Kidney failure is a very serious disability, but even when it is listed in the SSA’s Blue Book, you may still find that an application for either SSDI or SSI disability benefits is rejected. This is most often the case when insufficient evidence that kidney failure has occurred and prevented you from working is available to convince the DDS assessors.
An appeal against the decision to reject the application for benefits is possible. There are several successive stages of the appeal process. Over half of the initial rejections by the SSA are overturned at one or another stage of an appeal, so it is definitely worth pursuing.
How to Appeal the Decision
The first stage of an appeal is to request a “reconsideration” of the original decision. This is done by the Disability Determination Services (DDS). Entirely different personnel are used to assess the evidence submitted with the original application.
A medical consultant and a DDS examiner will jointly assess the evidence available and make a decision whether the original denial was justified. About 10% of reviews lead to an overturning of the original assessment.
If the review again results in a denial of benefits, the next stage of an appeal is to request a hearing by an Administrative Law Judge (ALJ).This request must be made within 60 days of a rejection letter. The ALJ will assess the evidence submitted previously and make a judgment whether the original decisions were justified. In about half the cases that get to this stage of an appeal, the decision is favorable.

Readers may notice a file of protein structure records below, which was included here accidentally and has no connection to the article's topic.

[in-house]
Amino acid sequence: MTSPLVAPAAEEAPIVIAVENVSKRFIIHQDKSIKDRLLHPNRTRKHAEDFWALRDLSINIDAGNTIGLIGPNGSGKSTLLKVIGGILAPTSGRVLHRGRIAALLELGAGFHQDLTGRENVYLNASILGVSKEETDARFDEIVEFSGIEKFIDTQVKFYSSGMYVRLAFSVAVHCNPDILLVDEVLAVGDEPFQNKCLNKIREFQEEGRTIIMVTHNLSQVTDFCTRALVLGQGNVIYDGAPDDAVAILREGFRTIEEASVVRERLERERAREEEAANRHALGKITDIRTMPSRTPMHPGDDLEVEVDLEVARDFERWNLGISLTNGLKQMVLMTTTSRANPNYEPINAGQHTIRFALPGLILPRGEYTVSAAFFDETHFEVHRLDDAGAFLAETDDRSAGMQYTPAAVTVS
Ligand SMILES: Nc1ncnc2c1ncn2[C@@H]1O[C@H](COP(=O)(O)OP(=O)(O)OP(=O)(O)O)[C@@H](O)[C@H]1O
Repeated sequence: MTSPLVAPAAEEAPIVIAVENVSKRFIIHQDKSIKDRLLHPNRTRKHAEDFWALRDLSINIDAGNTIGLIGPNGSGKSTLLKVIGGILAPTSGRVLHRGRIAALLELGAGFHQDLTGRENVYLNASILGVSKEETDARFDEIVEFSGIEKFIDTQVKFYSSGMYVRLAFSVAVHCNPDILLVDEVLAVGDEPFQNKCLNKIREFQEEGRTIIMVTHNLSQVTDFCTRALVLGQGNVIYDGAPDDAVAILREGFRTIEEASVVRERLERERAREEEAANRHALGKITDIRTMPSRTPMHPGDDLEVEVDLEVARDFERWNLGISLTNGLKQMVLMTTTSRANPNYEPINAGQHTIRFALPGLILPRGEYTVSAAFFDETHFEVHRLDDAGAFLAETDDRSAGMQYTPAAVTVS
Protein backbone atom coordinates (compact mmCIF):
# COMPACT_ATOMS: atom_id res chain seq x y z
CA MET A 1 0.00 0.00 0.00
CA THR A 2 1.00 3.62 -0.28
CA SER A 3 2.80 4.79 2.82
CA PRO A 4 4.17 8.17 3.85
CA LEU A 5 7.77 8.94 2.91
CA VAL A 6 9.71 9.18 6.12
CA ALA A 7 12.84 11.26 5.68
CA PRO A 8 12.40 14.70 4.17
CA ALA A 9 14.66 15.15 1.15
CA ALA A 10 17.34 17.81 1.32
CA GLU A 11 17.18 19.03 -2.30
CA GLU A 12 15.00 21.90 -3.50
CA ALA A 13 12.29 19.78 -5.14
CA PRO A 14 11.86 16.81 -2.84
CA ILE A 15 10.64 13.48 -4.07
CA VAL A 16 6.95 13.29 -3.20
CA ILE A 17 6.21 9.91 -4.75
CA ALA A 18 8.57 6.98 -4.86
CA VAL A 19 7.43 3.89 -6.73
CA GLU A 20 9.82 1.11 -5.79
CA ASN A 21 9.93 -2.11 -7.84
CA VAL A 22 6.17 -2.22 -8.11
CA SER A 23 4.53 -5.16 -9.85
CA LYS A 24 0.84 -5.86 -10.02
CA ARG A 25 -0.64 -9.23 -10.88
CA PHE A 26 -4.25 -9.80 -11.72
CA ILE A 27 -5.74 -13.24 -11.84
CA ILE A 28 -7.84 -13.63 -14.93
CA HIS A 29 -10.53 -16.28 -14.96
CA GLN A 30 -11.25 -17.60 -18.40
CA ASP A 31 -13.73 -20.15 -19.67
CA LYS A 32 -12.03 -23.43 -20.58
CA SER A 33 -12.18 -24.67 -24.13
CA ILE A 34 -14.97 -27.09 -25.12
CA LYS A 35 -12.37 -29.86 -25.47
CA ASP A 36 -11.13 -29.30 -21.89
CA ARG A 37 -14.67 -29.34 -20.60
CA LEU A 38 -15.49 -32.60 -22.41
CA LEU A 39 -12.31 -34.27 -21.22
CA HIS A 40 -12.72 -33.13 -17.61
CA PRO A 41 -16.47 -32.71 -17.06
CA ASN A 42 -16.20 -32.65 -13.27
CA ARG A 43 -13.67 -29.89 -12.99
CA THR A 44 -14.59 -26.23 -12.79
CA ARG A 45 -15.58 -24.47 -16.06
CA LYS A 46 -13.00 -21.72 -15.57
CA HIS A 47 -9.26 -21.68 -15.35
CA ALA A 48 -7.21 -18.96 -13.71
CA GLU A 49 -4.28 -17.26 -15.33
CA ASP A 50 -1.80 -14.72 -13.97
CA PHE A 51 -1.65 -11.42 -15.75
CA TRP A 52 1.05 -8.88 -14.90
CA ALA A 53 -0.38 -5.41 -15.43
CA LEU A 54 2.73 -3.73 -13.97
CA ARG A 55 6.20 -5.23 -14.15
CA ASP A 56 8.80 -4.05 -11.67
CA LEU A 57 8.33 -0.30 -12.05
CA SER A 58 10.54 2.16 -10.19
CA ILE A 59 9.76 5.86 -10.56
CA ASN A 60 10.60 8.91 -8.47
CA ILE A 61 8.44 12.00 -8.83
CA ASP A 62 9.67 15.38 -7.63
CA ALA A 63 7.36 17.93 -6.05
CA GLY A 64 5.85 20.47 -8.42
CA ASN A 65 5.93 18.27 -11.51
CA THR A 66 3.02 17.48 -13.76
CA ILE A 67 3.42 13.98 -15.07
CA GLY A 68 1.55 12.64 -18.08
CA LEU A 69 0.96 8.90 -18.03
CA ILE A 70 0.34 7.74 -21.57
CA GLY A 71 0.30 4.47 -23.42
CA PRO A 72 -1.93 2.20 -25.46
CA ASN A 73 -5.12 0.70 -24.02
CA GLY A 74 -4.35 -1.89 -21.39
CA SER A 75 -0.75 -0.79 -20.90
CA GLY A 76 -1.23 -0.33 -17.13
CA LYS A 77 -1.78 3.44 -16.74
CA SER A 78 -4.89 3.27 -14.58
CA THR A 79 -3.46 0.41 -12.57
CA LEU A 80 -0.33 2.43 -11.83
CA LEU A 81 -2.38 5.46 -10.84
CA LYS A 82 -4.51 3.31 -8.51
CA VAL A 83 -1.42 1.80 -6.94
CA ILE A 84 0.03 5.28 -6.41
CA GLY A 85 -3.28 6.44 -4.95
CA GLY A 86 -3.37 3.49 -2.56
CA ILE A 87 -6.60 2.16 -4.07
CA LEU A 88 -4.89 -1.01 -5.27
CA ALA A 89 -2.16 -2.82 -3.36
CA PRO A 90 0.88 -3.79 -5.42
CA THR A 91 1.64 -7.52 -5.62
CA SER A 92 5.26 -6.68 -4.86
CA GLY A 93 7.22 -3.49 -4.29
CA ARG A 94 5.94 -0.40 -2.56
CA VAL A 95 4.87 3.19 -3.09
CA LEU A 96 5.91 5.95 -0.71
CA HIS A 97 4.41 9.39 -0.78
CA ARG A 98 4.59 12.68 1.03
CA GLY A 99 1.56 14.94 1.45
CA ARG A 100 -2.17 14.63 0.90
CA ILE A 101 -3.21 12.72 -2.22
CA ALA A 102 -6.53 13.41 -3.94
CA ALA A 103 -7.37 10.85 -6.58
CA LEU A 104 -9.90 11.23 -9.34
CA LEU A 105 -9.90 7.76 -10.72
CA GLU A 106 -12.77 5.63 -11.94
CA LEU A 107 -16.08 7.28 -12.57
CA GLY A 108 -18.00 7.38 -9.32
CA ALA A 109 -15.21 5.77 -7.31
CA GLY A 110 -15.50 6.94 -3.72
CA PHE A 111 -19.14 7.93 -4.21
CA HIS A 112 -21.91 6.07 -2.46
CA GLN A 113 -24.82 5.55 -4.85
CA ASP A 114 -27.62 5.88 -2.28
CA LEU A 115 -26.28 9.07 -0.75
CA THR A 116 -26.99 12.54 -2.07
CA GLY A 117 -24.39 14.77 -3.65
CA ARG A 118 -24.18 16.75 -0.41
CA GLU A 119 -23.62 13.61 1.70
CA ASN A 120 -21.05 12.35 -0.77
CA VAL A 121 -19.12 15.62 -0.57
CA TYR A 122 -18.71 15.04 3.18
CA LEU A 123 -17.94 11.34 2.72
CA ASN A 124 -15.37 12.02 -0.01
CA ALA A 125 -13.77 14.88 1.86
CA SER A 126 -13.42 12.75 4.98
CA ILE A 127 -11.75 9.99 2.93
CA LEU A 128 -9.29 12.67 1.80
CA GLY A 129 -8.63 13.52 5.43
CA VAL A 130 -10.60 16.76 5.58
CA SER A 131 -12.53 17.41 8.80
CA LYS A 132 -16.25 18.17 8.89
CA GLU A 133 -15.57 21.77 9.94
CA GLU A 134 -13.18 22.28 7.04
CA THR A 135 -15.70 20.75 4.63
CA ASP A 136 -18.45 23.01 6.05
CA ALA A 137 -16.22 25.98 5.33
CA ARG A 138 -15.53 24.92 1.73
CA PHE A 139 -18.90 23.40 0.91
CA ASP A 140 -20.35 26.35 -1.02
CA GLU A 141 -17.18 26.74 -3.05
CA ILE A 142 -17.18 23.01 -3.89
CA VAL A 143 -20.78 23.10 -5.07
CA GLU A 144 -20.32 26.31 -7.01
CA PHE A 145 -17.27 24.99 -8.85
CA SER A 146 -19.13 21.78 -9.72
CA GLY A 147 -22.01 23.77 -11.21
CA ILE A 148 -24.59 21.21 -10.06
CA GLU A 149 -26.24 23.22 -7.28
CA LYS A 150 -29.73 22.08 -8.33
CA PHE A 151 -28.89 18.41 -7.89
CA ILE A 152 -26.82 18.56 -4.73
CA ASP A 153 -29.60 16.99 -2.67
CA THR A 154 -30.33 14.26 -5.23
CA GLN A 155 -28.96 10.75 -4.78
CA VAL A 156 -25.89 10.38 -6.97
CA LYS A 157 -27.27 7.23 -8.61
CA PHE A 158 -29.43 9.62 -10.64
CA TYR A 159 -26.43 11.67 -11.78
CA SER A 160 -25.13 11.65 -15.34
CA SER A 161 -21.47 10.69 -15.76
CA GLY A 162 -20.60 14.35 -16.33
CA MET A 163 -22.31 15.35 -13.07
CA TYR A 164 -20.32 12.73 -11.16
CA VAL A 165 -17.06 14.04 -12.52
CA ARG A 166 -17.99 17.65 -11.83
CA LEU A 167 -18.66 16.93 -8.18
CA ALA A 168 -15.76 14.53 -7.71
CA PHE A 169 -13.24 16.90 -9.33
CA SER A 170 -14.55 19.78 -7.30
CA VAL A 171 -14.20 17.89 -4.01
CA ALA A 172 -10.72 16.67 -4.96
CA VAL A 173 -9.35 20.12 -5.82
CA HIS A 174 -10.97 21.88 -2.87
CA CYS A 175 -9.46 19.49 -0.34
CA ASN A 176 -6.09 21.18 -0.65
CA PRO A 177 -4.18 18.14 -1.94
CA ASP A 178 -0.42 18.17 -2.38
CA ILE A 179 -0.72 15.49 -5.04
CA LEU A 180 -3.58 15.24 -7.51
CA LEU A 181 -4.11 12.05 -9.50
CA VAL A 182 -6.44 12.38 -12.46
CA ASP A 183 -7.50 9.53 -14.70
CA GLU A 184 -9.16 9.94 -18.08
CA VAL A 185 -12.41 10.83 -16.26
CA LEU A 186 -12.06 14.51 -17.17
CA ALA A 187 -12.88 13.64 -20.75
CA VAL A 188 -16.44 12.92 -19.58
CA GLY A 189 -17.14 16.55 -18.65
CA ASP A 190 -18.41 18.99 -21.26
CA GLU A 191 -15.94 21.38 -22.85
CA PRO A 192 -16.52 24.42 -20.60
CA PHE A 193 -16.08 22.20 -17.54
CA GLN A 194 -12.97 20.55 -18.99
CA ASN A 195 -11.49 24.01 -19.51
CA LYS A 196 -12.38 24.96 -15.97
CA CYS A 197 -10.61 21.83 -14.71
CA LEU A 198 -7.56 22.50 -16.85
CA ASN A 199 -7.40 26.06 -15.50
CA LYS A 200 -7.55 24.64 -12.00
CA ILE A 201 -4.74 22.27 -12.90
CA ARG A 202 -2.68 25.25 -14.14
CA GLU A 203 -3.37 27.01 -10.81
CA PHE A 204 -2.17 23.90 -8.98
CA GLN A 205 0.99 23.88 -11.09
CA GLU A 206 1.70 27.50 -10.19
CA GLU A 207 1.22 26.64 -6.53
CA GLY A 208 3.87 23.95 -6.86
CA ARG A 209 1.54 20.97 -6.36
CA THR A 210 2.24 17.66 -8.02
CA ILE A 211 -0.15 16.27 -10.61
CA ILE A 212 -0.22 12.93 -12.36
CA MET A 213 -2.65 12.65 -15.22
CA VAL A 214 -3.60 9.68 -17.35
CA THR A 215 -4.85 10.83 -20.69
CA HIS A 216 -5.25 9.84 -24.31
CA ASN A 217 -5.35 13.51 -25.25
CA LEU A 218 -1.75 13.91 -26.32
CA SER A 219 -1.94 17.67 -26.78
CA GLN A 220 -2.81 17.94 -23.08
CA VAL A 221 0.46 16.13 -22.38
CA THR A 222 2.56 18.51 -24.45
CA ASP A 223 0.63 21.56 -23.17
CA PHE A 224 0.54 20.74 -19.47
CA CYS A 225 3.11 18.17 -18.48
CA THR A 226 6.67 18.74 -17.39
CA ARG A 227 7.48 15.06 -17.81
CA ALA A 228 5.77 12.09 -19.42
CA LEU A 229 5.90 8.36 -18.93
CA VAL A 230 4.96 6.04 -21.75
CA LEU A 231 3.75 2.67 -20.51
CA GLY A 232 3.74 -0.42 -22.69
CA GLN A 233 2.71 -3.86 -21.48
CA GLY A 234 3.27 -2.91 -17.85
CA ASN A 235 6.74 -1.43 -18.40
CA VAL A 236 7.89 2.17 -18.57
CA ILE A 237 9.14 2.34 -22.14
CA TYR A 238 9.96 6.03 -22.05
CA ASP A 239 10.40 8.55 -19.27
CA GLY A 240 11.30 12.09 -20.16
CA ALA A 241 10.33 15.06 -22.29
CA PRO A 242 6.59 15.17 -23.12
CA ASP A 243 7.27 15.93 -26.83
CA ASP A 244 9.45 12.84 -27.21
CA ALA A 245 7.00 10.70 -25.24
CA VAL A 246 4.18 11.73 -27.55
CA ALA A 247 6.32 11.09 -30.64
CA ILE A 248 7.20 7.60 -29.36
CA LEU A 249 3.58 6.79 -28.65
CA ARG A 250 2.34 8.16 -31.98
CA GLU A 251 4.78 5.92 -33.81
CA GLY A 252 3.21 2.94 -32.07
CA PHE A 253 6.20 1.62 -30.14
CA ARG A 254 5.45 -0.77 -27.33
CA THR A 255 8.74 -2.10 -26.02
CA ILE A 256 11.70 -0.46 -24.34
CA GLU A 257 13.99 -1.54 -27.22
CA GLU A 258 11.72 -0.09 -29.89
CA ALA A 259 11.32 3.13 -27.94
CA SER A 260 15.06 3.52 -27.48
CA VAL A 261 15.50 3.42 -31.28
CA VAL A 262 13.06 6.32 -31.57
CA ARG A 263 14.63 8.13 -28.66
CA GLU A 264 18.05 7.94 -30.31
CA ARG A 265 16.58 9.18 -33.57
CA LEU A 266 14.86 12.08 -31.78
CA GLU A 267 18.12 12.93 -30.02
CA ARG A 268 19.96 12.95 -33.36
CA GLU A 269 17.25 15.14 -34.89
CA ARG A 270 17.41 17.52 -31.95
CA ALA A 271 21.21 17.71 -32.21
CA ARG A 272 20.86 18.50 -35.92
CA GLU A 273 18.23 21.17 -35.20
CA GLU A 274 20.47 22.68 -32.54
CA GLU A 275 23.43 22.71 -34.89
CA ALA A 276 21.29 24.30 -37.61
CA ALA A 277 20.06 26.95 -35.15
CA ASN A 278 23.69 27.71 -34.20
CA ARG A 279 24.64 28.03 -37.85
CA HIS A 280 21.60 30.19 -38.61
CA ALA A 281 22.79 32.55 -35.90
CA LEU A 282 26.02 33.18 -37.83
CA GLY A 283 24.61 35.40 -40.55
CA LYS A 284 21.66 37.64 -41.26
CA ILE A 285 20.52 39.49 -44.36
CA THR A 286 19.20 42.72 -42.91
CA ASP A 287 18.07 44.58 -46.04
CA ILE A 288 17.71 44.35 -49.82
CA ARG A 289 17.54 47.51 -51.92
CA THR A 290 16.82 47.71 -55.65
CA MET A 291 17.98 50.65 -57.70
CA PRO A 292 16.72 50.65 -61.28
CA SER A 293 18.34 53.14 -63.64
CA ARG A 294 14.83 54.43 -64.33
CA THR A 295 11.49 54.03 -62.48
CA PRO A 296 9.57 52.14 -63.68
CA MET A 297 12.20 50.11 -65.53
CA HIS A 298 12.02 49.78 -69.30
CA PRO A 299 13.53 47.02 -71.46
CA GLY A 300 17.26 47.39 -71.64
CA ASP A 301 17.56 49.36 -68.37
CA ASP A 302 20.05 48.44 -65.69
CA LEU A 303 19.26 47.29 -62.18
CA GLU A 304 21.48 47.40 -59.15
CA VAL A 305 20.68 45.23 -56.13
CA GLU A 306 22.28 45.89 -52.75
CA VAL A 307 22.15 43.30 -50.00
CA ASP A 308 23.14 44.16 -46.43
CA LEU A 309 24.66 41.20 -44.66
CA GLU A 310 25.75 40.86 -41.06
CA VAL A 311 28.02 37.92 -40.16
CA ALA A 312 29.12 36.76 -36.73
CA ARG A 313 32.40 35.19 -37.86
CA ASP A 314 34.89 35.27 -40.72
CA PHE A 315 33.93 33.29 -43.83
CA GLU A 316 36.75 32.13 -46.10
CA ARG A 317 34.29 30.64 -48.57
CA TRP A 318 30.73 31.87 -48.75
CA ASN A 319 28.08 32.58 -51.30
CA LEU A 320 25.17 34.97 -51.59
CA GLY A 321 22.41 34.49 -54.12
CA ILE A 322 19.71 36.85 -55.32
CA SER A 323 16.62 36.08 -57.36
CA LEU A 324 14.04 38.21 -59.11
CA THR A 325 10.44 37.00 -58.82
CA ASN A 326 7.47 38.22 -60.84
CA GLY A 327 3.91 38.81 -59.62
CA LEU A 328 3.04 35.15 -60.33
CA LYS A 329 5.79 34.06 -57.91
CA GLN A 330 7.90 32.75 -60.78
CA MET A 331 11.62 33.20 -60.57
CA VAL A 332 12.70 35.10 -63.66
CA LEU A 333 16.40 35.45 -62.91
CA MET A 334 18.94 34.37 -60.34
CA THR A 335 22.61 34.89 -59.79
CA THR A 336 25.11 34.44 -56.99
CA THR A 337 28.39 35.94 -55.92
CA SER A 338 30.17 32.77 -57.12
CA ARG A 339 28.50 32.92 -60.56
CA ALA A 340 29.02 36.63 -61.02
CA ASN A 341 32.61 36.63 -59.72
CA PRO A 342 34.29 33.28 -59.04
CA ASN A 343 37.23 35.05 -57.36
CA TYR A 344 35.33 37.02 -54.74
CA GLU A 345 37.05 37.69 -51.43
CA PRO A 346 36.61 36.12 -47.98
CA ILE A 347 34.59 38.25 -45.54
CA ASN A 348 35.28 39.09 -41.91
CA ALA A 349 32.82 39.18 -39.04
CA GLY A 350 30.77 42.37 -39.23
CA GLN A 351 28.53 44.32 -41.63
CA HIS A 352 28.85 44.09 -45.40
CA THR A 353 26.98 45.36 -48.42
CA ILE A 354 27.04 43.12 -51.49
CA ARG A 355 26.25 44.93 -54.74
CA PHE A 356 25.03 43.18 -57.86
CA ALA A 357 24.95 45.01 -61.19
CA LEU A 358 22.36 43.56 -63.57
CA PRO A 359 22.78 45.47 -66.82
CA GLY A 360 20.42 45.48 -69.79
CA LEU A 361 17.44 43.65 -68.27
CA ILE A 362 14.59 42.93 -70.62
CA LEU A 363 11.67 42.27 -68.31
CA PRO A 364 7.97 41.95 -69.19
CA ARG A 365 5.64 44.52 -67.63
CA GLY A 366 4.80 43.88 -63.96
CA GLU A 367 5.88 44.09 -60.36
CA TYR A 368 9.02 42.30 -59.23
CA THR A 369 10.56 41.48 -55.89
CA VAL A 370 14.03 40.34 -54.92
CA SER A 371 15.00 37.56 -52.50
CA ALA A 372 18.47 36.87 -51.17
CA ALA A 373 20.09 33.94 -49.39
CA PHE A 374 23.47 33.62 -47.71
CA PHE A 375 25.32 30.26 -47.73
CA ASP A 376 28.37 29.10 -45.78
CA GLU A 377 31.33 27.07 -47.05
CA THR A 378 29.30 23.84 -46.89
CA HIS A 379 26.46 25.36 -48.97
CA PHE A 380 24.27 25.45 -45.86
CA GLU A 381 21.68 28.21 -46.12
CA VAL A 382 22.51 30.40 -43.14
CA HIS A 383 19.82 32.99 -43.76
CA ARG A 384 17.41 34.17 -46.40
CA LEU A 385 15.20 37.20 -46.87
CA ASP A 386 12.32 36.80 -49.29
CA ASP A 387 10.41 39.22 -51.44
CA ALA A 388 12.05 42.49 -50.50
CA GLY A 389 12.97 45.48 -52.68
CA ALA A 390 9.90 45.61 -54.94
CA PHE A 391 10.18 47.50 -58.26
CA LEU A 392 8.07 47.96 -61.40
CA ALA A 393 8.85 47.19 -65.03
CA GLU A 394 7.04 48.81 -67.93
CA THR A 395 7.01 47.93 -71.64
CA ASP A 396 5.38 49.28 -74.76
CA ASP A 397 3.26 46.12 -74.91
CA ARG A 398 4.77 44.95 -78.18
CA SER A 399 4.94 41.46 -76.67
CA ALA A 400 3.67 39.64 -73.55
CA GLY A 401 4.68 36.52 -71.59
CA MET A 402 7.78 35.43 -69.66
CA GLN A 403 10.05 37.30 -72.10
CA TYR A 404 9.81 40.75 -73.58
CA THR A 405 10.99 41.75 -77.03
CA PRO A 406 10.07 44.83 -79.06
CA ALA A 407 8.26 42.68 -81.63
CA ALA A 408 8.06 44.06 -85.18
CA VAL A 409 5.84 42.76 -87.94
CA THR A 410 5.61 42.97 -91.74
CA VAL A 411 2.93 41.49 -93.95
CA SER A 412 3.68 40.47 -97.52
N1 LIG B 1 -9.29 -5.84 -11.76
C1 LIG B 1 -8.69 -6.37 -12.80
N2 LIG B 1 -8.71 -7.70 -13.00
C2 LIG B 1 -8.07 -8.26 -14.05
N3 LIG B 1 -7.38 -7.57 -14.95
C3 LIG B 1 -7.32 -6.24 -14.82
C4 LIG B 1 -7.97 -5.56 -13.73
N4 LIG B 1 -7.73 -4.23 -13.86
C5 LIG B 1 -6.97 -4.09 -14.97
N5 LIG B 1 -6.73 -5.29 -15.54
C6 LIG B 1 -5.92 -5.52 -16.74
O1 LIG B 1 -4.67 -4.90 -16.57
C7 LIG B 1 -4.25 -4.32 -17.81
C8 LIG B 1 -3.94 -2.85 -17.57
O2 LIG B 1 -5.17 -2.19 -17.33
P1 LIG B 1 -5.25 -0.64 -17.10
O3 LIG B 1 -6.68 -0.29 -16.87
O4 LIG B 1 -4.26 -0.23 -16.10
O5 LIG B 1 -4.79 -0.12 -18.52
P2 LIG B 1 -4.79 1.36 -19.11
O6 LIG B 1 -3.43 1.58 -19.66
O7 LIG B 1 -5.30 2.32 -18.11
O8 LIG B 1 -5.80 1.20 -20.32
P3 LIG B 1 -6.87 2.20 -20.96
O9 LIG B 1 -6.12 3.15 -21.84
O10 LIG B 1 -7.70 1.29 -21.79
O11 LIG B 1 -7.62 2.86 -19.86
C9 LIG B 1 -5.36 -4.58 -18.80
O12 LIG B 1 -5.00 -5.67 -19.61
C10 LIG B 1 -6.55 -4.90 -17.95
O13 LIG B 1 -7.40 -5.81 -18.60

If the ALJ’s decision upholds the original application denial, there are still two further stages of appeal which can be pursued. These are an application for your case to be heard by the Appeals Council and past that, by a federal review. Few appeals are successful if they extend to this stage.
Blue Book for Condition
There are three main descriptions of kidney failure in the SSA’s Blue Book. These are:
• Chronic kidney failure after a kidney transplant;
• Chronic kidney disease with peritoneal dialysis or hemodialysis;
• Chronic kidney disease with impaired kidney function.
In addition, your condition must match one of the following:
• Fluid overload syndrome with high blood pressure or vascular congestion;
• Peripheral neuropathy;
• Severe bone pain and abnormalities such as osteitis fibrosa or osteomalacia;
• Weight loss with a BMI of 18.0 or less.
If your kidney failure means that you have not been able to work for a year or more, and your condition matches one of the above, then your case for SSDI or SSI benefits is strong, even if the SSA initially rejects your application.
Consider an RFC
Getting an exact match with one of the Blue Book listings can be difficult if you have developed kidney disease. This is often the reason why an application for disability benefits is refused. You may be able to request a residual functional capacity (RFC) assessment by your doctor.
A RFC gives an indication of how your disability determines how much work you can or cannot do. An RFC assessment may lead to a successful appeal and the SSA may then decide to grant a benefit based on a medical vocational allowance.
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If you are forced to arrange an appeal of your application for disability benefits, you should keep in regular contact with your doctor and ensure that every test and condition determined by the Blue Boo listing has been achieved and documentation is available. You are advised to use a disability attorney throughout any appeal procedure.